Right now I'm reading Six Degrees, by Mark Lynas -- one of the best books on climate change I've ever read.
When climatologists say that global temperatures could rise six degrees, that doesn't sound like much to laymen like us -- it sounds like everything getting six degrees warmer, which sounds pretty good in Ireland. In the same way, sea levels rising ten meters doesn’t sound like much either – the beach itself is only ten meters across, isn’t it?
But such a rise in ocean levels would not be ten meters up the shore, but ten meters straight up – putting almost all of Dublin under water. In the same way, a rise of six degrees would not merely boost the temperature by that small-sounding amount; it would put the world and everything in it into a state of high fever.
Let’s put it this way: the last time the Earth’s climate was six degrees from what it is now, it was six degrees colder, creating an ice age.
As Lynas describes, a few steps in the opposite direction could create serious problems for the natural world. Pollution from our cars and factories has boosted the climate more than half a degree. At one degree the
At three degrees, the situation falls out of our hands, as the massive greenhouse gases locked in the tundra flood the atmosphere, as the Arctic disappears, as the middle of the world burns away, we would see “an entirely new planet comes into being - one unrecognisable from the Earth we know today.”
The last time the planet got six degrees hotter, geologists believe, was 250 million years ago, when early life on Earth was almost wiped out.
All of which makes the recent Channel 4 documentary “The Great Global Warming Swindle” more tragic. The problem with the documentary is not that it relies on scientists who disagree with the other 99 percent, but on scientists who have been proven wrong again and again.
The film’s main contention is that the current increase in global temperatures is caused not by greenhouse gases, but by sunspots, based on a 1991 study that found agreement between temperatures on Earth and sunspot cycles. More scientists followed up on the study, however, and in 2004 found it completely wrong; sunspots have nothing to do with climate change.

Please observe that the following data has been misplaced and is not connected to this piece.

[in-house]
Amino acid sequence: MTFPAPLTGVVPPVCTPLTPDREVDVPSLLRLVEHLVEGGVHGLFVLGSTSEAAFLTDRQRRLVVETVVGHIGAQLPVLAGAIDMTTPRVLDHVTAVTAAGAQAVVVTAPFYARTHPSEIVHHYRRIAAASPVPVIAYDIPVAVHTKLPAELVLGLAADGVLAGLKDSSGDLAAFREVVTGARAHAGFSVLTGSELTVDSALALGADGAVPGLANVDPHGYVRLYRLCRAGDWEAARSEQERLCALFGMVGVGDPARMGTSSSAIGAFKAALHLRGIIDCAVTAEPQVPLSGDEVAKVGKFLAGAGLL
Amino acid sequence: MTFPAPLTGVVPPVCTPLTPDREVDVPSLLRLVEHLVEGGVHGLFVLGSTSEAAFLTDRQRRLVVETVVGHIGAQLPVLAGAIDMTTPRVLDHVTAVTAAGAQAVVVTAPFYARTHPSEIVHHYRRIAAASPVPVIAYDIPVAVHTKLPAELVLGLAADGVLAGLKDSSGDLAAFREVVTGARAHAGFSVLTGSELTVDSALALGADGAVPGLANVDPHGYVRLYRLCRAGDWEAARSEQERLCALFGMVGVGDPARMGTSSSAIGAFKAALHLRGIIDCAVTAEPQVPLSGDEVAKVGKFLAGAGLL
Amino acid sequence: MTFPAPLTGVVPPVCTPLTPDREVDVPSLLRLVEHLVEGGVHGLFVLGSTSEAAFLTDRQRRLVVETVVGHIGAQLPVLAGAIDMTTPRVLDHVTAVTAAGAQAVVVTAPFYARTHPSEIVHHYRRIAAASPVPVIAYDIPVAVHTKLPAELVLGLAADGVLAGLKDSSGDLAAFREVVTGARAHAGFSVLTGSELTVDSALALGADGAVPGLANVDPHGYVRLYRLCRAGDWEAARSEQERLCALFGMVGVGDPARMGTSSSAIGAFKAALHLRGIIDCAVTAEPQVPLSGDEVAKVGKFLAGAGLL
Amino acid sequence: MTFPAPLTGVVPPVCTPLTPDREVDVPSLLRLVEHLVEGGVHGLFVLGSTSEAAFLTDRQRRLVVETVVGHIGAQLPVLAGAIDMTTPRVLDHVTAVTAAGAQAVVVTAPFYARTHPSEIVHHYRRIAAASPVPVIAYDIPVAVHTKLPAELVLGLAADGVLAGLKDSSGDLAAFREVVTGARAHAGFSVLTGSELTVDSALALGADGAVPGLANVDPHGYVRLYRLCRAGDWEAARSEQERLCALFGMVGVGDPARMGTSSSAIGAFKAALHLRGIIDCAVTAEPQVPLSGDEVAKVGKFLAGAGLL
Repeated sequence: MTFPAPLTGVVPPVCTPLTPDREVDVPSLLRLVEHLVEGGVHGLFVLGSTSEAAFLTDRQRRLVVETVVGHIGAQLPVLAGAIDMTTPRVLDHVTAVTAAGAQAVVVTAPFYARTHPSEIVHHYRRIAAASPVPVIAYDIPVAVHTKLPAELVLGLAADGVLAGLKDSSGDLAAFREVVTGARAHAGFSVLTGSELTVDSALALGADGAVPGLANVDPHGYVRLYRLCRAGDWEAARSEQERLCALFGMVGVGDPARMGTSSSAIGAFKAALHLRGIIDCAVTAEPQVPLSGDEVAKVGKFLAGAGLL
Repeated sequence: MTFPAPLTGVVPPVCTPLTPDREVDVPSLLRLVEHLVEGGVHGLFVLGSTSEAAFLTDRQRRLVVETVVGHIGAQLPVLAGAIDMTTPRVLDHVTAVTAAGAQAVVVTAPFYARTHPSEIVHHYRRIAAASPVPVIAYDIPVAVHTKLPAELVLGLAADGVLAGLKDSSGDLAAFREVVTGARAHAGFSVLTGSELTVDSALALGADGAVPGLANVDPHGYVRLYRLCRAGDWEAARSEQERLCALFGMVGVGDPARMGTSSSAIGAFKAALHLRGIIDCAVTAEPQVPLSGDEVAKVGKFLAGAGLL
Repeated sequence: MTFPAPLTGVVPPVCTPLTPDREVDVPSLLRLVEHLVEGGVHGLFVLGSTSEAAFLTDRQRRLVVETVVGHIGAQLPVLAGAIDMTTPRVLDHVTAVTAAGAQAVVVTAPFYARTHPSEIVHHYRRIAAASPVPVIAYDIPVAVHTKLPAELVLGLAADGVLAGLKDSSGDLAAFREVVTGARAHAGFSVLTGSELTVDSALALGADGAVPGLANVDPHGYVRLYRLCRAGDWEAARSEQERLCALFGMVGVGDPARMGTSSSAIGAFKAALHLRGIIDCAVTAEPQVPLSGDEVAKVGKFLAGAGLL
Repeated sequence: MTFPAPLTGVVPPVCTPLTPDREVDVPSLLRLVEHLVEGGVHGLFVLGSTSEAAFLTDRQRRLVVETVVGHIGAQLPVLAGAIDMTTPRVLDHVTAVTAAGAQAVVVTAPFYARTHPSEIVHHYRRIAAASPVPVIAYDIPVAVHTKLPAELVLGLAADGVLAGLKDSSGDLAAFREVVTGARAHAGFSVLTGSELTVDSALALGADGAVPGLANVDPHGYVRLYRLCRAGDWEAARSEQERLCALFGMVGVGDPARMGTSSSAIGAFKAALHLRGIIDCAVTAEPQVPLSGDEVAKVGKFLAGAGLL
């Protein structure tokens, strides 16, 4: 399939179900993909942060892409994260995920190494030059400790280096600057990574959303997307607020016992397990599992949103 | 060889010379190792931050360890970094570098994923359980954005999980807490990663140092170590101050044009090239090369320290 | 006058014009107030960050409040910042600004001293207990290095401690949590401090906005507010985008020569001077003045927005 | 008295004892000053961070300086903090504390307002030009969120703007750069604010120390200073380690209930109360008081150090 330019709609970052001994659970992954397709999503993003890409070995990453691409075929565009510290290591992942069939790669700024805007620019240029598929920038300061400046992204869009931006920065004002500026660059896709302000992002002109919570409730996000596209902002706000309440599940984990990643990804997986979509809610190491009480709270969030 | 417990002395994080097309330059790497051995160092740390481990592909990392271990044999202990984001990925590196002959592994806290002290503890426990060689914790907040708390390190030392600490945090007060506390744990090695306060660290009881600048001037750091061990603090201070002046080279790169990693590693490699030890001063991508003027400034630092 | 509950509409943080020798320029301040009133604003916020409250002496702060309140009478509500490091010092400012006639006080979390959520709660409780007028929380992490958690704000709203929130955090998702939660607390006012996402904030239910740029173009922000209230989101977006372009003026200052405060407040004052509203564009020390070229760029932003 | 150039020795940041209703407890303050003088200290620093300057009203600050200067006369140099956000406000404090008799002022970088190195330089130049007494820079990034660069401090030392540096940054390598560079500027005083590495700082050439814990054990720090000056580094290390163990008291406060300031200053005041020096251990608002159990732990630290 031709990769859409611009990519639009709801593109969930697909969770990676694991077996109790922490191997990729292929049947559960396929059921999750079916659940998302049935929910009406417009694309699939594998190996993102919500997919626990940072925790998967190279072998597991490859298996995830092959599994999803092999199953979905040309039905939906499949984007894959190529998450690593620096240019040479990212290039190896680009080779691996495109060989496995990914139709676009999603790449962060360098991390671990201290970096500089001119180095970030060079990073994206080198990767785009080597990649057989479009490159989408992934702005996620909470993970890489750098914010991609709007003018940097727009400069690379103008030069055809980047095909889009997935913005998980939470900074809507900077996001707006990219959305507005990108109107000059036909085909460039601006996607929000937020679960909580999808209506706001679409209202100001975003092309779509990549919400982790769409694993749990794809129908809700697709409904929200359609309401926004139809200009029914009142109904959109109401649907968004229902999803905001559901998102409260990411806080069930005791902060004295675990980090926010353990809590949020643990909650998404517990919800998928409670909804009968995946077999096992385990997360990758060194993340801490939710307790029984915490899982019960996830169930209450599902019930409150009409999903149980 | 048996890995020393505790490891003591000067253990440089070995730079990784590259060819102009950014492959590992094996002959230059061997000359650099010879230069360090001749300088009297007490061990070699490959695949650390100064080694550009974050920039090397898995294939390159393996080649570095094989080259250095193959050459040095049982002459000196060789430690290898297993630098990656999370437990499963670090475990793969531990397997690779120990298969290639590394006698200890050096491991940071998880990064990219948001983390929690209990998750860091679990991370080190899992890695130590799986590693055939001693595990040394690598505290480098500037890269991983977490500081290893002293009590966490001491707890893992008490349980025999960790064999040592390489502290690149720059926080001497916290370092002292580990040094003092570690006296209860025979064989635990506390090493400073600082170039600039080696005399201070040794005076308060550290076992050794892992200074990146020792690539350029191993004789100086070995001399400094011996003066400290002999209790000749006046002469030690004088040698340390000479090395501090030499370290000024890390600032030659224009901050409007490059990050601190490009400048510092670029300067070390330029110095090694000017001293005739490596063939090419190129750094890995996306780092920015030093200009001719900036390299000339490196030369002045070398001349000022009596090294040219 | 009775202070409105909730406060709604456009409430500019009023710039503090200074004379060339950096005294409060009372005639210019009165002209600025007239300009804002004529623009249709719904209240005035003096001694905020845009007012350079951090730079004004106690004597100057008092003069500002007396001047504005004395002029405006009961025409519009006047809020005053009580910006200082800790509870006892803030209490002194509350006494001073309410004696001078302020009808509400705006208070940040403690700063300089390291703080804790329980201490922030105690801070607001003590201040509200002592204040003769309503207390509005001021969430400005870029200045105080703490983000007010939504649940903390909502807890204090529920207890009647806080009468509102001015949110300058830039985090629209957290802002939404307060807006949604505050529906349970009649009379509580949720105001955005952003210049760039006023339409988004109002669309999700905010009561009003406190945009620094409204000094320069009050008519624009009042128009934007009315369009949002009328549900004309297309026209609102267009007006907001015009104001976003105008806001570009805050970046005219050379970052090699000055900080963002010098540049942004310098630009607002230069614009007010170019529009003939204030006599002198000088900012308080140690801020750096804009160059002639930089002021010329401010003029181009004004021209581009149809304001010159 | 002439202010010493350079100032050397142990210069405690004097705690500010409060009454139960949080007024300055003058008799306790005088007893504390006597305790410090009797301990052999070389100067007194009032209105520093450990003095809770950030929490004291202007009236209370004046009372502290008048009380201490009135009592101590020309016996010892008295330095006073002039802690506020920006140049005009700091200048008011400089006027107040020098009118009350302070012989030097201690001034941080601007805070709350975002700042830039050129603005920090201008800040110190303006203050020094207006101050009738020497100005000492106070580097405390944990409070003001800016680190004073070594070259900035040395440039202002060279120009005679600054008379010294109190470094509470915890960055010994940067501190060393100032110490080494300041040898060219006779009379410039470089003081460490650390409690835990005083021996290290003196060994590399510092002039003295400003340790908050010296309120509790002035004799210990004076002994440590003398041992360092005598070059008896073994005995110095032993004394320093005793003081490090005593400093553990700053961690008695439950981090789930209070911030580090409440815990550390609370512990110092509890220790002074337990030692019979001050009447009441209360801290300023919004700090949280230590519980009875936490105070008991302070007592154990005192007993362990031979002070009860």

The programme also used research that the researchers themselves have disavowed. Channel 4 used as evidence the work of Dr. John Christy, who initially found that temperatures were not rising. Dr. Christy followed up his own work and discovered he was mistaken, and now believes that climate change is real – but the film keeps using his old data, against his wishes. Oceanographer Carl Wunsch, also, says he was “completely misrepresented” by the programme, and “totally misled” by the people who made it.
Finally, let’s say for the sake of argument that the programme is right, and humans are not the ones causing the climate to change. If that were the case, shouldn’t that be cause for even greater concern? Human-caused climate change can be averted or solved by human action; unknown cosmic forces destroying our planet really would be a cause for panic.
If the century-old global expert consensus on climate change is completely overblown, we will gain by preparing anyway. The things we need to do to prepare for climate change -- restoring local communities, public transit, restoring a more traditional world -- are the same things that will help us with peak oil, with democracy, with family, with community.
And if all the experts are right by even a single percent, then everything in our lives -- literally --- depends on us taking the lives we live now and destroy them, and replace them with something that works.